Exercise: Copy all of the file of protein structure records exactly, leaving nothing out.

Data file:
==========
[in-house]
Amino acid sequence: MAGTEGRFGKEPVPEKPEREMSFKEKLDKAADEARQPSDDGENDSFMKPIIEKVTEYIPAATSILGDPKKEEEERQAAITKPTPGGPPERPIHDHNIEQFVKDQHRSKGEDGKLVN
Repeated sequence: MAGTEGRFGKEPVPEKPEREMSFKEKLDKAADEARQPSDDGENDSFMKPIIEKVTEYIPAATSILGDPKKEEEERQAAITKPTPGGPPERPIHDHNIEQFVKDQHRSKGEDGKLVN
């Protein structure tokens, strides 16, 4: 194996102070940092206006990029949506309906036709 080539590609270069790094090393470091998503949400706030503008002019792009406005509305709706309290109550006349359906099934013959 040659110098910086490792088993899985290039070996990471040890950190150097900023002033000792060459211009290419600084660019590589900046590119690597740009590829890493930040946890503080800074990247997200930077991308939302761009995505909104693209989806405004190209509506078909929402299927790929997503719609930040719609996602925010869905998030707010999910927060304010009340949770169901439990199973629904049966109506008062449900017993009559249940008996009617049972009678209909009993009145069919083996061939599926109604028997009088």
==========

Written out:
[in-house]
Amino acid sequence: MAGTEGRFGKEPVPEKPEREMSFKEKLDKAADEARQPSDDGENDSFMKPIIEKVTEYIPAATSILGDPKKEEEERQAAITKPTPGGPPERPIHDHNIEQFVKDQHRSKGEDGKLVN
Repeated sequence: MAGTEGRFGKEPVPEKPEREMSFKEKLDKAADEARQPSDDGENDSFMKPIIEKVTEYIPAATSILGDPKKEEEERQAAITKPTPGGPPERPIHDHNIEQFVKDQHRSKGEDGKLVN
């Protein structure tokens, strides 16, 4: 194996102070940092206006990029949506309906036709 080539590609270069790094090393470091998503949400706030503008002019792009406005509305709706309290109550006349359906099934013959 040659110098910086490792088993899985290039070996990471040890950190150097900023002033000792060459211009290419600084660019590589900046590119690597740009590829890493930040946890503080800074990247997200930077991308939302761009995505909104693209989806405004190209509506078909929402299927790929997503719609930040719609996602925010869905998030707010999910927060304010009340949770169901439990199973629904049966109506008062449900017993009559249940008996009617049972009678209909009993009145069919083996061939599926109604028997009088």